Mourvèdre (French: [muʁvɛdʁ]), Mataró (Catalan: [mətəˈɾo]) or Monastrell (Catalan: [munəsˈtɾeʎ]) is wine grape variety used to make both strong, dark red wines and rosés. It is an international variety grown in many regions around the world.
Mourvèdre produces tannic wines that can be high in alcohol, and is most successful in Rhone-style blends. It has a particular affinity for Grenache, softening it and giving it structure. Its taste varies greatly according to area, but often has a wild, gamey or earthy flavour, with soft red fruit flavours.
Also called: Alcallata, Alcayata, Alicante, Arach Sap, Balzac, Balzar, Benadu, Beneda, Beni Carlo, Berardi, Bod, Bon Avis, Buona Vise, Casca, Catalan, Cayata, Caymilari Sarda, Charnet, Churret, Damas Noir, Drug, English Colossal, Espagnen, Espar, Esparte, Estrangle-chien, Flouron, Flouroux, Garrut, Gayata Tinta, Karis, Maneschaou, Marseillais, Mataró, Maurostel, Mechin, Monastre, Monastrell Menudo, Monastrell Verdadero, Mourvedre, Mourvegue, Mourves, Murvedr Espar, Negralejo, Negria, Neyron, Pinot Fleri, Plant De Ledenon, Plant De Saint Gilles, Reina, Ros, Rossola Nera, Spar, Tintilla, Tire Droit, Torrentes, Trinchiera, Valcarcelia, Verema, Veremeta and Vereneta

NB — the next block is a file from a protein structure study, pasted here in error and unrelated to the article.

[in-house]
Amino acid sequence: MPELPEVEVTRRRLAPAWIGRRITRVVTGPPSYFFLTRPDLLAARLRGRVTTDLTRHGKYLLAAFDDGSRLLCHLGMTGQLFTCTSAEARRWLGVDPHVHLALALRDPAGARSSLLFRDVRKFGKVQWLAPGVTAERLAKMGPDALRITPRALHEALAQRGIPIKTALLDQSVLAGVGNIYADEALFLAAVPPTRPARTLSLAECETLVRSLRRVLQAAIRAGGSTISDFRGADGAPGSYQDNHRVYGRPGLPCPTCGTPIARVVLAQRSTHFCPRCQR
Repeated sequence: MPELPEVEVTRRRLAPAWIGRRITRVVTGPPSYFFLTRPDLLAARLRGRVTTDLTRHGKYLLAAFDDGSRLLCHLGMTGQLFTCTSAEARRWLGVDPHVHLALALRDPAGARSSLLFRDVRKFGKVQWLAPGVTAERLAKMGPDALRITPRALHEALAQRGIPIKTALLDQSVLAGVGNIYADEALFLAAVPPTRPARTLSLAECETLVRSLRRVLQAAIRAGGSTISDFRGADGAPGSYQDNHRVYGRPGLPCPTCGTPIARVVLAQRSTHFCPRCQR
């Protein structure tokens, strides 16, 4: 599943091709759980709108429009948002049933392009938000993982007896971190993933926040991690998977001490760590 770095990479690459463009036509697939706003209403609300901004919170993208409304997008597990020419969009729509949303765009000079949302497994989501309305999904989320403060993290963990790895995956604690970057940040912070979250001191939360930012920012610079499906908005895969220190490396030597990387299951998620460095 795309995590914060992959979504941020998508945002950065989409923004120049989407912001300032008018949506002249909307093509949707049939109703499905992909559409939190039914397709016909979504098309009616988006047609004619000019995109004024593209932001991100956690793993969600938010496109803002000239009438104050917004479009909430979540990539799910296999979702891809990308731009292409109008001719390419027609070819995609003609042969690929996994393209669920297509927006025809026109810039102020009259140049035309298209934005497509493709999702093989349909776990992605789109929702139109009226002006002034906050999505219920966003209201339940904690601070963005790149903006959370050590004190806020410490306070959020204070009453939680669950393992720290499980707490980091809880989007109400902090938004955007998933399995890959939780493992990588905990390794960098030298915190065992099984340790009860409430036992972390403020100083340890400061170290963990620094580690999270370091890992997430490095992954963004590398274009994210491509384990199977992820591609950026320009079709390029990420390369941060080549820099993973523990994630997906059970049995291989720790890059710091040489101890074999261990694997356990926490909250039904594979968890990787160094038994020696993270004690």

Origin: Mediterranean coast of Spain
Notable regions: France, Spain, Australia, California